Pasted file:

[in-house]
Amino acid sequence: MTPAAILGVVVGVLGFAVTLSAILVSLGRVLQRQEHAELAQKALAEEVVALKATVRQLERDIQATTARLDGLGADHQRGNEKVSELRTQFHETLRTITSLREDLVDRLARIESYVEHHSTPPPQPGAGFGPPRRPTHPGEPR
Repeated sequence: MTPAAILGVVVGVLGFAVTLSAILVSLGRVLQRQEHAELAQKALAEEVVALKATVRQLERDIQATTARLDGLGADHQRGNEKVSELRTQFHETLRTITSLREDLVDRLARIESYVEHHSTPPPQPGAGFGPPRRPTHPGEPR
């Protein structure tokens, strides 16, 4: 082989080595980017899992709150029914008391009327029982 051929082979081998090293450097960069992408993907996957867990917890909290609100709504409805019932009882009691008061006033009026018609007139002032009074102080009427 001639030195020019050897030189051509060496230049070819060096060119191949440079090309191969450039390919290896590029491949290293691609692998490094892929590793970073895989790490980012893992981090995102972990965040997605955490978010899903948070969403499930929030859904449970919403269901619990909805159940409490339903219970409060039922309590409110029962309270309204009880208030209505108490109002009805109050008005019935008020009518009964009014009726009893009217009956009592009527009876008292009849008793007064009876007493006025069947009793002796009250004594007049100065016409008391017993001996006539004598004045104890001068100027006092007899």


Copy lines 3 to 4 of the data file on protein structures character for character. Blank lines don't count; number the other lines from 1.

Repeated sequence: MTPAAILGVVVGVLGFAVTLSAILVSLGRVLQRQEHAELAQKALAEEVVALKATVRQLERDIQATTARLDGLGADHQRGNEKVSELRTQFHETLRTITSLREDLVDRLARIESYVEHHSTPPPQPGAGFGPPRRPTHPGEPR
């Protein structure tokens, strides 16, 4: 082989080595980017899992709150029914008391009327029982 051929082979081998090293450097960069992408993907996957867990917890909290609100709504409805019932009882009691008061006033009026018609007139002032009074102080009427 001639030195020019050897030189051509060496230049070819060096060119191949440079090309191969450039390919290896590029491949290293691609692998490094892929590793970073895989790490980012893992981090995102972990965040997605955490978010899903948070969403499930929030859904449970919403269901619990909805159940409490339903219970409060039922309590409110029962309270309204009880208030209505108490109002009805109050008005019935008020009518009964009014009726009893009217009956009592009527009876008292009849008793007064009876007493006025069947009793002796009250004594007049100065016409008391017993001996006539004598004045104890001068100027006092007899």